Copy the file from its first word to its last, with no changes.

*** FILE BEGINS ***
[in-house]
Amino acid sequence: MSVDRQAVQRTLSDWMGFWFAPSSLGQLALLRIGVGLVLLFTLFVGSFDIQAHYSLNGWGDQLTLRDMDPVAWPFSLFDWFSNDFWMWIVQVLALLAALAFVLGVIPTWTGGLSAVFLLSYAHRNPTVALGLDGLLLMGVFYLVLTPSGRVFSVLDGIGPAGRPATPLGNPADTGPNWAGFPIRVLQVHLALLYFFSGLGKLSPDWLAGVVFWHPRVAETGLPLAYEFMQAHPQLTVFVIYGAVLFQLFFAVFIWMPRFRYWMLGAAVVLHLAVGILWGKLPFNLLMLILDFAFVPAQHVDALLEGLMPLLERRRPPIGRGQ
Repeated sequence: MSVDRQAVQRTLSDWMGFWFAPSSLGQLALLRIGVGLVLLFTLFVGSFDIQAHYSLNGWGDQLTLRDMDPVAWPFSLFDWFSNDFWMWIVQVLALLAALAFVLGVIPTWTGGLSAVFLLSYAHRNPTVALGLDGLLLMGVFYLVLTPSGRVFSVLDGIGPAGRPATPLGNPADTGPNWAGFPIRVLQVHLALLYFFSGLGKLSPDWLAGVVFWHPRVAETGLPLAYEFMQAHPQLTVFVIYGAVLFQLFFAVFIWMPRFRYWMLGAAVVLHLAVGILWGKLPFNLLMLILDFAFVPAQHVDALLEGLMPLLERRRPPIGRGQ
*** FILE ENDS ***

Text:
[in-house]
Amino acid sequence: MSVDRQAVQRTLSDWMGFWFAPSSLGQLALLRIGVGLVLLFTLFVGSFDIQAHYSLNGWGDQLTLRDMDPVAWPFSLFDWFSNDFWMWIVQVLALLAALAFVLGVIPTWTGGLSAVFLLSYAHRNPTVALGLDGLLLMGVFYLVLTPSGRVFSVLDGIGPAGRPATPLGNPADTGPNWAGFPIRVLQVHLALLYFFSGLGKLSPDWLAGVVFWHPRVAETGLPLAYEFMQAHPQLTVFVIYGAVLFQLFFAVFIWMPRFRYWMLGAAVVLHLAVGILWGKLPFNLLMLILDFAFVPAQHVDALLEGLMPLLERRRPPIGRGQ
Repeated sequence: MSVDRQAVQRTLSDWMGFWFAPSSLGQLALLRIGVGLVLLFTLFVGSFDIQAHYSLNGWGDQLTLRDMDPVAWPFSLFDWFSNDFWMWIVQVLALLAALAFVLGVIPTWTGGLSAVFLLSYAHRNPTVALGLDGLLLMGVFYLVLTPSGRVFSVLDGIGPAGRPATPLGNPADTGPNWAGFPIRVLQVHLALLYFFSGLGKLSPDWLAGVVFWHPRVAETGLPLAYEFMQAHPQLTVFVIYGAVLFQLFFAVFIWMPRFRYWMLGAAVVLHLAVGILWGKLPFNLLMLILDFAFVPAQHVDALLEGLMPLLERRRPPIGRGQ